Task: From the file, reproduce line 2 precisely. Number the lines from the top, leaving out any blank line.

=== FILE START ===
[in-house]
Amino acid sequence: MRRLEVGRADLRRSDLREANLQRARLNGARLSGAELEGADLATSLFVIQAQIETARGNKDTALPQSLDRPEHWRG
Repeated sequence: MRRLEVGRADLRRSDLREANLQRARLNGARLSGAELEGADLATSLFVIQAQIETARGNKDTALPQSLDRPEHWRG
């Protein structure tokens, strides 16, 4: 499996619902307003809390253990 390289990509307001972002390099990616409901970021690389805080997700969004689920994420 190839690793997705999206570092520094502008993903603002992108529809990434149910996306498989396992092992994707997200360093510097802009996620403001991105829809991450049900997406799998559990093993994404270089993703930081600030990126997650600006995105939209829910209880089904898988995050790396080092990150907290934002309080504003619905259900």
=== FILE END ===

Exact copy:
Amino acid sequence: MRRLEVGRADLRRSDLREANLQRARLNGARLSGAELEGADLATSLFVIQAQIETARGNKDTALPQSLDRPEHWRG